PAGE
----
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Some bookish updates!

After finishing my latest draft a few weeks ago, I’m taking a mini-break from writing fiction to catch up on my TBR pile and generally chill out, as I’ve had a lot of stuff going on lately.

Some of the more exciting things that have happened are:

Unofficial Detective, book one in my Half-Wizard Thordric trilogy, having now been released as an audiobook (link here).

Unofficial-Detective-Promo-Hardback-Ereader

A Book For Pandora, my full length poetry collection, also now available as an audiobook (which surprised me when my publisher suggested it, but I now think is a great idea, especially for those who find it hard to read poetry — sometimes a different medium makes all the difference — and you can find it here.)

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The cover for my YA speculative fiction, The Origin Stone, being entered into All Author’s cover competition (you can vote for it here – thank you kindly!)

Poetry uploads will continue as normal, and there may even be a book review or two coming up too.

As always, thank you for reading my humble blog.

Kate out!

Poetry

Picture perfect

A lot of ground can be covered in a moment,

ink staining the cells with vibrant pigment;

imprints of days that will never fade

and smiles that will always bring joy to my heart.

You’ve watched me unfold and wash away

the paint that has sunk deep into my pores.

I’m stepping up into who I am,

not hiding away any longer.

There are parts that are blunt, insensitive and uninvolved.

There are parts that are curious, creative and full of love.

Intrigue, sass, laughter, empathy.

Or a void.

You take it all, see it all,

hold it all

because you’re holding me.

At the same time, I’m holding you,

so no matter how we step across the board,

we’re perfectly balanced,

perfectly in place to checkmate

everything that the future might throw at us.

Together. In time.

A dance we take until

the day we vanish.

Until the day we give our final kiss,

if anything about us

and the love that grips us

can even be final.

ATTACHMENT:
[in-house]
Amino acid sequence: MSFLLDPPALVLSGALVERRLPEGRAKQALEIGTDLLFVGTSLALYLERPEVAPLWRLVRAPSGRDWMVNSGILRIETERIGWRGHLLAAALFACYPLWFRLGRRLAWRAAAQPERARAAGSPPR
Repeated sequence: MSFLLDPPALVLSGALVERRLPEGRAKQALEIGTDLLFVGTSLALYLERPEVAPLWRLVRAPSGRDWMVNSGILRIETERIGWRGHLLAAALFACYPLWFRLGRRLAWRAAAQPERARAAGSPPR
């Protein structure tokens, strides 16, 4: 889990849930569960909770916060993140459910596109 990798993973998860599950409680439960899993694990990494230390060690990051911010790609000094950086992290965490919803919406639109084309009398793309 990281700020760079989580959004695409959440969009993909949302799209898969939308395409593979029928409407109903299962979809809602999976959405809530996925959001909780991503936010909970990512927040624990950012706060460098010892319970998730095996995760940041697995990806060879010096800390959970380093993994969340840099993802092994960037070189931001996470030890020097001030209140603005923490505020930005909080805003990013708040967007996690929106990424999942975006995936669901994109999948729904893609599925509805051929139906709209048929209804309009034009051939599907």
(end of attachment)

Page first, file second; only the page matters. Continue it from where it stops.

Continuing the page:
Poetry

Wallpaper

We can wrap our bodies in as much decorative paper

as we like,

but still it will rip and tear

the more we leave it up for display.

Prodded, examined and manhandled

until it is mere tissue paper,

hanging limply from the weathered remains

of our original form,

so covered in dust and mildew

that we no longer know

who we were before we prettied

ourselves

to other people’s tastes.

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Cover reveal! Unseasoned Adventurer: Half-Wizard Thordric Book Three

Hello everyone, if you’ve been following me on social media, then you may have already seen the cover for the third and final book in my Half-Wizard Thordric series, if not, then here it is! (complete with blurb/back cover copy):

Unseasoned-Adventurer-Main-File

After six years in the Wizard Council, Thordric’s confidence in his magic has grown tremendously. But when High Wizard Vey, Thordric’s superior and closest friend, goes missing, he faces his greatest challenge yet.

Between finding a way to save him and trying to keep things calm at the Council, Thordric finds himself venturing to the four countries surrounding Dinia to seek out other forms of magic.

But his quest is far from easy… and dangers he never even dreamed about soon spring onto his path.

 

The book is currently available for pre-order, and will be published in a few weeks.

Happy reading!

(And now I have three matching covers, I can finally put them all together!)

Unofficial-Detective-Main-FileAccidental-Archaeologist-Main-FileUnseasoned-Adventurer-Main-File

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More Rainbow Bookshelf Videos!

Hello lovely people, as the title of this post suggests, I’ve made more videos where I go through my shelves and find books with specific colours from the rainbow. I was only going to link one video here, but then I remembered that I forgot to link the video I did last week, so here they both are:

For my orange/yellow selected books, click here

And for the latest one, all about green books in my collection, click here

Enjoy!

…though I do tend to ramble…

Reviews

Review: Moroda by L. L. McNeil